How to Include Kids in Holiday Planning
Enhance your child's executive functioning skills with holiday preparations.
Although the holiday season is filled with joy and making spirits bright, it's also a lot of work! It’s the perfect time of year to practice executive functioning skills with your kids. Executive functioning skills enable us to plan, manage time, organize, focus and remember information.
As parents, we feel if we just take care of the lists and the shopping on our own, then the preparations will be made in an efficient and perhaps even enjoyable way. If you would like your kids to develop strong time management, organization and planning skills, then it will be worth the investment to include them in the holiday prep work.
So, do something nice for yourself to build up your reserves before making it about your kids, have a glass of wine or take a leisurely walk. Then set the expectation that these are teachable moments, the process is what counts. Expect questions and delays so when they arise, you have that extra patience to thoughtfully respond. Here are common holiday tasks that will enhance your child’s executive functioning skills.
- Hang up a monthly calendar and have your child cross off each day leading up to the holiday you celebrate.
- Agree on days to do holiday chores and write them down in the calendar.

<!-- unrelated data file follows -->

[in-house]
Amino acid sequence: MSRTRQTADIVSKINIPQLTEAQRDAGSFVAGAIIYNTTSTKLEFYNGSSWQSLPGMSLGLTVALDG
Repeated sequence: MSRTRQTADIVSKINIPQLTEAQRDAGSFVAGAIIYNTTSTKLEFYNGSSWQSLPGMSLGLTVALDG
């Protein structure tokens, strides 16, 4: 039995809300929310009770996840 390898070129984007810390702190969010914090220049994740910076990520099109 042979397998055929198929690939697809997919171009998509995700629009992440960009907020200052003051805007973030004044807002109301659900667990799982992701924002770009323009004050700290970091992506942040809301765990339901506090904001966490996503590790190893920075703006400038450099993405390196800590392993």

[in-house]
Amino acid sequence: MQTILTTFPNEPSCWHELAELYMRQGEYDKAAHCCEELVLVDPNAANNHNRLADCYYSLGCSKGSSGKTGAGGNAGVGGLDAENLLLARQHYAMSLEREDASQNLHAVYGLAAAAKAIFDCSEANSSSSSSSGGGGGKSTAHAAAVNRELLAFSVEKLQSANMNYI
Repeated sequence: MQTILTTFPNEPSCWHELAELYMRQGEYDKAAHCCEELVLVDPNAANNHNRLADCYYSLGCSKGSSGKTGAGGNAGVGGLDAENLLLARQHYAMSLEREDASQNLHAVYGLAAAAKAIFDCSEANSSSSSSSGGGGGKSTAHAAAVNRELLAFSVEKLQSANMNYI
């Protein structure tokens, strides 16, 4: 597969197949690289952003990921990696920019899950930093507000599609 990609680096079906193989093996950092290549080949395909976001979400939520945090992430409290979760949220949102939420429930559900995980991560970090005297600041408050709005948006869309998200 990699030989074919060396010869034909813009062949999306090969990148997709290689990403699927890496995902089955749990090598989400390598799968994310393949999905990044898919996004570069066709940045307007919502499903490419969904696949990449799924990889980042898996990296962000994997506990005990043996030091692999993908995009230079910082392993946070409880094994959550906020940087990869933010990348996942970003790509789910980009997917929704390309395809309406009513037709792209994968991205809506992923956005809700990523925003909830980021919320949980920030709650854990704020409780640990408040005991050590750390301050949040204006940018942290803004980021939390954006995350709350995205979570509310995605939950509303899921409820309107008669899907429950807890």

- Each person writes their own list of tasks they want to accomplish before the holiday, then compare notes and consolidate.
- Discuss and list the details required to complete each task, such as who, what, where, when and how many.
- Create an order for the list from most important and urgent to least important and urgent
- Have your child guess and write down how long each chore will take.
- Have your child determine how far away each chore is from the house and plan what time you will need to leave in order to get there at the designated time.
- Read the recipe for a dish you want to prepare and have your child put the ingredients on the counter in the order that they will be needed.
- Have your child set the table with the goal for each place setting to look exactly the same. Model the first place setting so that your child has a visual reminder of what to do.
- Have your child create a system for how to keep track of all the presents, remember who gets what and where to store them.
Focus and Memorization
- Set a timer for 15-30 minutes a day for quiet activity time where your child can write thank-you cards, read a holiday-themed story or draw a holiday card for someone special.
- Introduce your child to a new holiday song, sing it once a day with the goal to have it memorized by Christmas so that it can be shared with friends and family.
- Have your child rewrite the song or create hand gestures to help their brain remember the words.